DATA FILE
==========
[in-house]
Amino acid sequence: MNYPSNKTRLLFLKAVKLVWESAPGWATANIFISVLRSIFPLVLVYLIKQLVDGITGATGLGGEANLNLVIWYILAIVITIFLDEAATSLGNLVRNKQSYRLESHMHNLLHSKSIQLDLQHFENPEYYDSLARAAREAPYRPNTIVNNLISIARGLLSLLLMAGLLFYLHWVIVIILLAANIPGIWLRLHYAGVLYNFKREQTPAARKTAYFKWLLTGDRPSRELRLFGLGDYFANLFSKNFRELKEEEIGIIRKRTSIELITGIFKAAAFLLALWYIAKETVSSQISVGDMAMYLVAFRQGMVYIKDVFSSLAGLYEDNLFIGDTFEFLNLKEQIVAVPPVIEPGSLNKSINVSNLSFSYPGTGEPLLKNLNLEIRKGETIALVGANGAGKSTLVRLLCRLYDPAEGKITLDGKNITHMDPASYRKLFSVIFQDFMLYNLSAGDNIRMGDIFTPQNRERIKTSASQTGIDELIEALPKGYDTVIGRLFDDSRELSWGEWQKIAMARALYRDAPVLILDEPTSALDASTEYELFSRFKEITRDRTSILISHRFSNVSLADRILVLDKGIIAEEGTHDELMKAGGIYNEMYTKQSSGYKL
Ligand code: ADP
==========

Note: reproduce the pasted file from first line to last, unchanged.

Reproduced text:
[in-house]
Amino acid sequence: MNYPSNKTRLLFLKAVKLVWESAPGWATANIFISVLRSIFPLVLVYLIKQLVDGITGATGLGGEANLNLVIWYILAIVITIFLDEAATSLGNLVRNKQSYRLESHMHNLLHSKSIQLDLQHFENPEYYDSLARAAREAPYRPNTIVNNLISIARGLLSLLLMAGLLFYLHWVIVIILLAANIPGIWLRLHYAGVLYNFKREQTPAARKTAYFKWLLTGDRPSRELRLFGLGDYFANLFSKNFRELKEEEIGIIRKRTSIELITGIFKAAAFLLALWYIAKETVSSQISVGDMAMYLVAFRQGMVYIKDVFSSLAGLYEDNLFIGDTFEFLNLKEQIVAVPPVIEPGSLNKSINVSNLSFSYPGTGEPLLKNLNLEIRKGETIALVGANGAGKSTLVRLLCRLYDPAEGKITLDGKNITHMDPASYRKLFSVIFQDFMLYNLSAGDNIRMGDIFTPQNRERIKTSASQTGIDELIEALPKGYDTVIGRLFDDSRELSWGEWQKIAMARALYRDAPVLILDEPTSALDASTEYELFSRFKEITRDRTSILISHRFSNVSLADRILVLDKGIIAEEGTHDELMKAGGIYNEMYTKQSSGYKL
Ligand code: ADP